Hi, (I put this little story here at "Tutorial".
Perhaps we can move it to a suitable dzial in the new layout of the forum)
I told earlier under dzial "Projekt" about a copy of the viking's Kłódka kabłąkowa I made.
However, the interesting thing is that the original locks that have been found is covered
with brass, they were lutowanie twarde with an old blacksmith's method using the palenisko !
The following story is about my try to make it again.Sources and historic use
1. The use with padlocks is thoroughly covered in http://www.archaeometry.dk/Jern/Gustafs ... rnison.pdf
It tells that most of the locks that has been found at Birka Garnison was made by this method
SEM analysis of the surface tells that e.g the surface of one lock had the composition: Cu 88.7%, Zn 11.3
Example of lock
2. Another source is "Klassiskt Järnsmide" by Karl-Gunnar Noren, ISBN 91-972615-8-0
A jolly good book with step by step description of "how to blacksmith the tools needed
for farming" It tells that krowi dzwon was often made this way in the old days.
From thin iron blacha, cut and folded to a dzwon and then lutowanie twarde to get
the nice bong---bong sound. Just a method to save expensive materials.
In the county of dalarna some smiths used this methods up to 1880. A late relative
to one of those smiths helped to describe the method in the book.
(The best detailed description I've seen yet)
3. Another source is actually the first time the method was put on paper, "De Diversis Artibus"
by the german monk Theophilius Presbyter in the 12th century. It may be considered a very
early blacksmith manual.http://en.wikipedia.org/wiki/Theophilus_Presbyter
He tells about "The brazing of iron" in Chapter XCII :
"At the point where the ironparts are to be joined, thin copper is wrapped round and
a little clay smeared round. When the clay is dry, it is put under the coals in front
of the fire and blown and, when it is red hot, the copper immediately melts and flow
round and brazes." english translation: Dodwell 1986:165 (the original was in latin)My experyment
Imagine that we have a construction with "nitowaną blachą" , that may be a
lock-house, a cow bell or something else ...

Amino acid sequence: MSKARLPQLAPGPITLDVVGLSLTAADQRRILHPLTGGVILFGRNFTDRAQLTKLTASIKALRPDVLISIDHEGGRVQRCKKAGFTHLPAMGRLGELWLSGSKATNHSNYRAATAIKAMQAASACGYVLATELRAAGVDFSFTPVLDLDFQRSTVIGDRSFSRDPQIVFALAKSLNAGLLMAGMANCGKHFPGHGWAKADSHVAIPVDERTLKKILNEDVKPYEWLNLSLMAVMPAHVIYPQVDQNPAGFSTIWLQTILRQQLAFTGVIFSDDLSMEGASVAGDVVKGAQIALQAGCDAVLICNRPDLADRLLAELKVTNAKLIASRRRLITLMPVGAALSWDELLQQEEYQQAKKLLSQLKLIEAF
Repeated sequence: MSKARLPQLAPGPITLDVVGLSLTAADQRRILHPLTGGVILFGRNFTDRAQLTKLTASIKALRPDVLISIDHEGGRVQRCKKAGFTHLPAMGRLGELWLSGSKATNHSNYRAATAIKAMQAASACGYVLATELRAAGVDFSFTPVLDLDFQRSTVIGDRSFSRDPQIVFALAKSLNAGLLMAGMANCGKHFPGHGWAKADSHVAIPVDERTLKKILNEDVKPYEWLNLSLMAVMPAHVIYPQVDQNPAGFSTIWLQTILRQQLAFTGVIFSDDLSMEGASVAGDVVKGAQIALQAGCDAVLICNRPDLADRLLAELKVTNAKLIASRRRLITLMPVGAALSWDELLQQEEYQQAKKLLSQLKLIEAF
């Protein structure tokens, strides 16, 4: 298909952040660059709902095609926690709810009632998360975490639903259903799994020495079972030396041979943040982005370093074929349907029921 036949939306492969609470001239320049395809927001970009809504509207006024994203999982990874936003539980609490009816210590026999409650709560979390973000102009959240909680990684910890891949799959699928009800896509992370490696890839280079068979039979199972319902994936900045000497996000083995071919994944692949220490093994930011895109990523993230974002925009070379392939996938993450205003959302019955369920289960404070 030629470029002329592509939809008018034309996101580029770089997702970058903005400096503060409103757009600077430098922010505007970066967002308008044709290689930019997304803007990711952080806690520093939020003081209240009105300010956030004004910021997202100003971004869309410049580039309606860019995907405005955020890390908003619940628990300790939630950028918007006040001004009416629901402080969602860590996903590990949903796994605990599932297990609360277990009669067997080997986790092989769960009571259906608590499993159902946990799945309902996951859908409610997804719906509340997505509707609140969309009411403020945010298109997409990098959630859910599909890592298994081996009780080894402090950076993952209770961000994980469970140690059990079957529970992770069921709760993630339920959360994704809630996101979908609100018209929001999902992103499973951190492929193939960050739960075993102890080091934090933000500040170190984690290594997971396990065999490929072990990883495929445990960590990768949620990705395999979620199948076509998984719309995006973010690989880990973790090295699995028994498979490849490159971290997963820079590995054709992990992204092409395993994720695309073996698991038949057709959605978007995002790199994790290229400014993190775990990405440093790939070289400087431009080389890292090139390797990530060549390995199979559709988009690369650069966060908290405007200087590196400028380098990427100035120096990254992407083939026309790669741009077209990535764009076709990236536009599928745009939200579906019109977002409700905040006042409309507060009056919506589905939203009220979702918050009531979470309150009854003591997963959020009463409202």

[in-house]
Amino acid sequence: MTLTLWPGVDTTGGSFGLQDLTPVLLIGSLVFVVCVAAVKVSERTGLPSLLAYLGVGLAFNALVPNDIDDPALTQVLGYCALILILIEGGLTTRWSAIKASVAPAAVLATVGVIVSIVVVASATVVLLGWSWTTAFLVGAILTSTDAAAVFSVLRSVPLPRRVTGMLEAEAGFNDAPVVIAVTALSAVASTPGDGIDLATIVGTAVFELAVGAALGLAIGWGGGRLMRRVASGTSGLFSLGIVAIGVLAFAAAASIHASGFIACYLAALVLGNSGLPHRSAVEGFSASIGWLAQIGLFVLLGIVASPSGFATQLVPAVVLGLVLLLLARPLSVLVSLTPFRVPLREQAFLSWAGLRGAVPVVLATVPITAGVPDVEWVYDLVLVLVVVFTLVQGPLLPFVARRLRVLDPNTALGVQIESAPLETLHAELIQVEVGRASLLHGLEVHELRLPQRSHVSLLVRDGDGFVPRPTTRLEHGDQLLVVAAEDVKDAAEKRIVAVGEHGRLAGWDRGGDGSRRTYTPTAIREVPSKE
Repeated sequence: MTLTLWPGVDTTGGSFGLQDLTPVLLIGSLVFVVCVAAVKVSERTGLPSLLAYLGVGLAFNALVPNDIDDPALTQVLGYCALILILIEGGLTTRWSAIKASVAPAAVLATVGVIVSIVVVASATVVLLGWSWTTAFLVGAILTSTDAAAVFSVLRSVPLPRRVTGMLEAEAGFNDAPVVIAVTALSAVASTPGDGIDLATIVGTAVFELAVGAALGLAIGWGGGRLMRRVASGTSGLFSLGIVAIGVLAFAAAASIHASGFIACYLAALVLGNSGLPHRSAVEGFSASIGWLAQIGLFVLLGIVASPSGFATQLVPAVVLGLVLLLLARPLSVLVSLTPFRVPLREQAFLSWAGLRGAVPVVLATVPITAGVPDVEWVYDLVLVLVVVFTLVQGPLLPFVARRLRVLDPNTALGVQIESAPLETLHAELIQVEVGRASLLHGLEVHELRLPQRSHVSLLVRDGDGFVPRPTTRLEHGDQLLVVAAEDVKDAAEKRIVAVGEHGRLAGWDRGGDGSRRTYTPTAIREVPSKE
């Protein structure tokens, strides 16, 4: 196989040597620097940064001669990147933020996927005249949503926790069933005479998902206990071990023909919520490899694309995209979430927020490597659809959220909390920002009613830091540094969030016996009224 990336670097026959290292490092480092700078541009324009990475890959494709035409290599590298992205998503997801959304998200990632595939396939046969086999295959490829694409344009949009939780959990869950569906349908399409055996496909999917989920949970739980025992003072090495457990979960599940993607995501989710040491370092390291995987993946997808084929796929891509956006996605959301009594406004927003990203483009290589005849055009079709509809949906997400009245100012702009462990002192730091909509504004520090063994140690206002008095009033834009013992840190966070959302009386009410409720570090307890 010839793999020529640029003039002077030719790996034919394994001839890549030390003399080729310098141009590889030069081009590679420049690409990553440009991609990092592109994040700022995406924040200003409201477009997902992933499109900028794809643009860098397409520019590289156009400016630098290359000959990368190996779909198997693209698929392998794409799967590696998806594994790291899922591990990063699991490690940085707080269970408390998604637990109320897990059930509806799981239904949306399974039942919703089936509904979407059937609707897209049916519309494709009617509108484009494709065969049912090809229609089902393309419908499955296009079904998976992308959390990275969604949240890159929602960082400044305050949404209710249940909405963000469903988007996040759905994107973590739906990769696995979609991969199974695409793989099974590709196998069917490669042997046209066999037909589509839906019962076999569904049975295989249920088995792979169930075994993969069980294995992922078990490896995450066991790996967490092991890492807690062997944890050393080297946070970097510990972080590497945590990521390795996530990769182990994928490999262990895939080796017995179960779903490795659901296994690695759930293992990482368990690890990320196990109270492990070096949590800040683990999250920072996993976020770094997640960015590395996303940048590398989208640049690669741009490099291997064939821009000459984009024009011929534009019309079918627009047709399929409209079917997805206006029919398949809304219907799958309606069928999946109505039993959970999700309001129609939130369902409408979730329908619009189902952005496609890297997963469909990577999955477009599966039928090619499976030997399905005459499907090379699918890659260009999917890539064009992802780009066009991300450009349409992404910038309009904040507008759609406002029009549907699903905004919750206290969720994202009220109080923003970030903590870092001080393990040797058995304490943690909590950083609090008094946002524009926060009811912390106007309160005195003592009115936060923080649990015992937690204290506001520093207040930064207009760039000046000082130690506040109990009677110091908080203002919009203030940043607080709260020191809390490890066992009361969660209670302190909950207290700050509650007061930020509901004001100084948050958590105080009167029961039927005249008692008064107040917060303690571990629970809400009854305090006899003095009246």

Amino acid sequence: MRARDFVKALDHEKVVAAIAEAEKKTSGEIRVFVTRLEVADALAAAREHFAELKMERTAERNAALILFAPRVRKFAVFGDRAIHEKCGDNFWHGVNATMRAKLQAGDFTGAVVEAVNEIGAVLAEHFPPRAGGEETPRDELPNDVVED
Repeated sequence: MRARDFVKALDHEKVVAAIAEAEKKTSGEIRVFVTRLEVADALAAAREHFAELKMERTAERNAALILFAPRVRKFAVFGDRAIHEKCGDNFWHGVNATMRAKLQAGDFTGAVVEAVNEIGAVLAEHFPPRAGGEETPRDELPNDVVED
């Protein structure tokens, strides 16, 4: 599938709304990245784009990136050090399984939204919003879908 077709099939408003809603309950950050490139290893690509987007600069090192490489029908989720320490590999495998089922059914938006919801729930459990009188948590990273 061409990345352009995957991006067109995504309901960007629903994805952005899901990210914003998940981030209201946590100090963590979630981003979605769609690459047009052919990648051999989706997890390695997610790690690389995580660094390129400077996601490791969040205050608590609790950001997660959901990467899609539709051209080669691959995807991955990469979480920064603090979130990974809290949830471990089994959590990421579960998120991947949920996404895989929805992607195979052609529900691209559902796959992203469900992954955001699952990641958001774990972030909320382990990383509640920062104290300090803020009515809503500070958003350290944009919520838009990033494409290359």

We would like to do lutowanie twarde like this
for improved strength or just for decoration.
First I made five (or six) simple ~50mm high cones of 1mm blacha like this
The ingredients to "make the cake" is (according to the book ):
1. Ceramic clay (glina)
2. Sand (piasek) I used 5% by volume of clay, my own suggestion, the recipy in the book gives no figures on that.
3. Strands of flax fibers (włókna lnianego) About half the volume of the clay (Non compressed fluffy fibers)
The filling of the iron object is made by
4. Copper (miedz) and/or Brass (mosiadz) I used small pieces, 0-10mm flakes of blacha
5. Grains of char coal (wiegel drzewny) Crushed to small pieces 0-10mm
The ingredients from start
Then I filled three cones with copper/char coal and two cones with brass/char coal.
Not shown in the picture is a chunk of clay that I put as a plunge at the
end of each cone to keep the filling in place
I added the sand to the clay and worked it well and then the flax fibers.
When the flax got in it was terrible hard to work the clay. This is because the flax
acts like arming fibers and resists every try to change the shape of the clay.
The clay-mixture was then flattened to a 20mm thick pancake and wrapped onto the cones
(Heh, now I got hungry, they looked like our swedish "bramborový knedlík" - pitepalt http://en.wikipedia.org/wiki/Pitepalt
, sorry about that ! )
This is a scetch of the final knedlik with filling
I dried the things for three weeks, first slowly in a plastic bag and
then in free air. To dry completely I used the kitchen oven at 100C for
one day or so. Sadly they got several cracks during the drying but I decided
to carry on without repairing.
Now it was time for the big try. It was 10C in the smithy that morning but
a full load of coal at maximum power changed the temperature pretty fast.
Heh, note that nice yellow sulfur fumes
getting out of the coal at the bottom-left.
I was pretty excited to carry on now and I put the first cold knedlik a little
bit too deep in the fire. The knedlik obviously got shocked and went off like a
casserolle with popcorn
The clay scattered all around and made marks like this
a sample of the grenade splitter
well, I got it out safe and put it together with a second one,
on top of the coal-pile instead. I left them like that for more than 30 minutes,
tumbling them at some instants to get an even heat from the fire.
By then they had slowly and safely been heated to above 100C and I carefully moved them
deeper and deeper into the fire. Now they were burried
As the melting point of copper is 1080C it was now crucial to get maxmimum heat
But still the temperature must be keep under the melting point of the clay.